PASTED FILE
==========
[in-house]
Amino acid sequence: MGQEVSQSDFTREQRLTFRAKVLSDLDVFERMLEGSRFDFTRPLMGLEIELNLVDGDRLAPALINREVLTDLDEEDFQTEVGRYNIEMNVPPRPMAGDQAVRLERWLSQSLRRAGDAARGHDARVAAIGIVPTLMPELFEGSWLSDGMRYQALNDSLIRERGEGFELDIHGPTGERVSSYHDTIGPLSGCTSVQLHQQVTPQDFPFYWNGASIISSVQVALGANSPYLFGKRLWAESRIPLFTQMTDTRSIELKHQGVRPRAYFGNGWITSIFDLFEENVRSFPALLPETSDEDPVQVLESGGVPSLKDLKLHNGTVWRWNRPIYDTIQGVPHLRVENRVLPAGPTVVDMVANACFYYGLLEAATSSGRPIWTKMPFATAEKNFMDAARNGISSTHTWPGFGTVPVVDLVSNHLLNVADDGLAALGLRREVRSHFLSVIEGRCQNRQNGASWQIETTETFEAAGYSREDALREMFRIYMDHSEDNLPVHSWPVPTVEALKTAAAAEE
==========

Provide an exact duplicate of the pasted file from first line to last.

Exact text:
[in-house]
Amino acid sequence: MGQEVSQSDFTREQRLTFRAKVLSDLDVFERMLEGSRFDFTRPLMGLEIELNLVDGDRLAPALINREVLTDLDEEDFQTEVGRYNIEMNVPPRPMAGDQAVRLERWLSQSLRRAGDAARGHDARVAAIGIVPTLMPELFEGSWLSDGMRYQALNDSLIRERGEGFELDIHGPTGERVSSYHDTIGPLSGCTSVQLHQQVTPQDFPFYWNGASIISSVQVALGANSPYLFGKRLWAESRIPLFTQMTDTRSIELKHQGVRPRAYFGNGWITSIFDLFEENVRSFPALLPETSDEDPVQVLESGGVPSLKDLKLHNGTVWRWNRPIYDTIQGVPHLRVENRVLPAGPTVVDMVANACFYYGLLEAATSSGRPIWTKMPFATAEKNFMDAARNGISSTHTWPGFGTVPVVDLVSNHLLNVADDGLAALGLRREVRSHFLSVIEGRCQNRQNGASWQIETTETFEAAGYSREDALREMFRIYMDHSEDNLPVHSWPVPTVEALKTAAAAEE